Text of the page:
ADCs: Still Room for Improvement!
Antibody drug conjugates are starting to transform cancer treatments, so let’s maintain the momentum
Antoine Attinger | | Opinion
By Antoine Attinger, Associate Director, Pharmacology & Screening at Debiopharm
In the early 1900s, German Nobel Prize scientist Paul Ehrlich proposed the concept of the “magic bullet.” For me, antibody-drug conjugates (ADCs) are about as magic as bullets get. And I believe ADCs have the potential to dramatically change cancer treatment. By combining monoclonal antibodies specific to antigens present on particular tumor cells with highly potent anti-cancer agents, we gain high lethality toward the targeted cancer cells while leaving healthy cells unharmed. Not magic, but scientific knowhow!
The US FDA approved its first anticancer ADC, Mylotarg, for CD33-positive acute myeloid leukaemia (AML) patients aged over 60 in 2000. And though there have only been 10 more approvals since then, more than 80 ADCs are in clinical trials today – ranging from phase I to phase III (1). And I am pleased to say we are in that list with promising phase II results for the treatment of B-cell malignancies. Our ADC specifically targets the CD37 antigen of the surface of B-cells to release a toxic DM1 payload (2). We hope to eventually offer an alternative therapeutic target for the treatment of diffuse large B-cell lymphoma (DLBCL), a type of non-Hodgkin lymphoma, and other B-cell malignancies. In addition to DLBCL, various forms of cancer including leukemia, ovarian, and breast cancer have been impacted by targeted therapy – and hopefully there will be much more to come for patients!
Targeted therapy through ADCs can be also used in conjunction with other therapies, provided side effects are minimal. Improved understanding of the mechanistic basis of ADC activity will enable the possibility of combining therapies with other agents, including immunotherapy, therefore enhancing the ability to undergo simultaneous treatments.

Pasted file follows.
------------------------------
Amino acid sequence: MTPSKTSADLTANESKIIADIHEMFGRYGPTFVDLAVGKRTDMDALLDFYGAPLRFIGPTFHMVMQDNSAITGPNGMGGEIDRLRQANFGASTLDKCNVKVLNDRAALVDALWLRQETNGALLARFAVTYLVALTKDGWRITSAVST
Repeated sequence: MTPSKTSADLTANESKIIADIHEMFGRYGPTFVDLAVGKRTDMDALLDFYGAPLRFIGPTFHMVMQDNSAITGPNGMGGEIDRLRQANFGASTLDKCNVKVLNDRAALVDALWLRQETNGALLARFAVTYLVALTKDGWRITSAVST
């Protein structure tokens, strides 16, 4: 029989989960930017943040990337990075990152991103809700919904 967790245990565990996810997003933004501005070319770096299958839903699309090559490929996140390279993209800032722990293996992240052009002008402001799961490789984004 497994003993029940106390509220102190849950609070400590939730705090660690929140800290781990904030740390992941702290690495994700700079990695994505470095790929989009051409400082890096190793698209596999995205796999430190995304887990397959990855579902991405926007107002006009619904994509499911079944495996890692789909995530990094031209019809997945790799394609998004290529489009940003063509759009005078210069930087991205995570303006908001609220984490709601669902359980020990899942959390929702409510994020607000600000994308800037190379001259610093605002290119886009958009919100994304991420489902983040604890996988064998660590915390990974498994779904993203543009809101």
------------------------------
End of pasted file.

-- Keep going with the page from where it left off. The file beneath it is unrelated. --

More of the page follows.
In my view, however, there is still room for improvement – both in terms of ensuring safety of the patient and the effectiveness of the treatment. Right now, intense research is tackling four main challenges ahead of ADC optimization. First, almost by definition, ADCs must be able to specifically identify a target that is highly expressed on tumor cells and minimally expressed on healthy cells and tissues – and that is not an easy task! Second, diffusion into the tumor mass can be difficult because of the inherent size of antibodies; smaller entities, such as antibody fragments, are being developed to improve tumor penetration. Third, the cytotoxin needs to be potent enough to have a sufficient cancer-killing effect when released into cancer cells. Fourth, the chemical linker that connects the antibody to the cytotoxin must be stable enough in the blood circulation to avoid systemic toxicity – while also being able to rapidly release the payload when the ADC is inside the cancer cells. This latter challenge is a particularly vibrant area of research, with new generations of linkers being continuously explored.
The progress we’ve witnessed so far should motivate further exploration into the potential benefit that ADC technologies can bring to cancer patients worldwide. I firmly believe that ADCs will continue to pave the way to meeting unmet needs in oncology – as long as we remain focused on those four challenges.
- U Hafeez et al., Molecules, 25, 4764 (2020).
- “Debiopharm’s CD37 antibody drug conjugate shows promising phase II results for the treatment of B-cell malignancies,” (2021). Available at: https://bit.ly/3moJ2vA